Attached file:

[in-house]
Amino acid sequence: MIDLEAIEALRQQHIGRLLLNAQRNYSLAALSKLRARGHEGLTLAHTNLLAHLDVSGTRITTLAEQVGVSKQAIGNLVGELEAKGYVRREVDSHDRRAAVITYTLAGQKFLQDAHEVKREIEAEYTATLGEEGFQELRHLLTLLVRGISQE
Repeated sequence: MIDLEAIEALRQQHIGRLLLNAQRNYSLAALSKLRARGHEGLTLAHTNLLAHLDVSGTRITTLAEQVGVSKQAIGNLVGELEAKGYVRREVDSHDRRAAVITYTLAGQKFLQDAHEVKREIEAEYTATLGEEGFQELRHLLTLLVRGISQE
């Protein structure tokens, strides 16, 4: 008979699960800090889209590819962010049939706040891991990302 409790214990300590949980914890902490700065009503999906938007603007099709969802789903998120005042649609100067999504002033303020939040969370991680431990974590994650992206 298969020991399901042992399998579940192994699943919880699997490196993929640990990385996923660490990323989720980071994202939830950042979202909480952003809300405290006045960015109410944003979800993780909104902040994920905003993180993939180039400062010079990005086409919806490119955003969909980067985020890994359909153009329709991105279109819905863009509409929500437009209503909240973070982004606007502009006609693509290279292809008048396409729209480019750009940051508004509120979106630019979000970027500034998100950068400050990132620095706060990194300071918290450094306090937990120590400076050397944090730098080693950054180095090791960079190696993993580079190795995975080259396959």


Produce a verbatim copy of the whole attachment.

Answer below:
[in-house]
Amino acid sequence: MIDLEAIEALRQQHIGRLLLNAQRNYSLAALSKLRARGHEGLTLAHTNLLAHLDVSGTRITTLAEQVGVSKQAIGNLVGELEAKGYVRREVDSHDRRAAVITYTLAGQKFLQDAHEVKREIEAEYTATLGEEGFQELRHLLTLLVRGISQE
Repeated sequence: MIDLEAIEALRQQHIGRLLLNAQRNYSLAALSKLRARGHEGLTLAHTNLLAHLDVSGTRITTLAEQVGVSKQAIGNLVGELEAKGYVRREVDSHDRRAAVITYTLAGQKFLQDAHEVKREIEAEYTATLGEEGFQELRHLLTLLVRGISQE
């Protein structure tokens, strides 16, 4: 008979699960800090889209590819962010049939706040891991990302 409790214990300590949980914890902490700065009503999906938007603007099709969802789903998120005042649609100067999504002033303020939040969370991680431990974590994650992206 298969020991399901042992399998579940192994699943919880699997490196993929640990990385996923660490990323989720980071994202939830950042979202909480952003809300405290006045960015109410944003979800993780909104902040994920905003993180993939180039400062010079990005086409919806490119955003969909980067985020890994359909153009329709991105279109819905863009509409929500437009209503909240973070982004606007502009006609693509290279292809008048396409729209480019750009940051508004509120979106630019979000970027500034998100950068400050990132620095706060990194300071918290450094306090937990120590400076050397944090730098080693950054180095090791960079190696993993580079190795995975080259396959």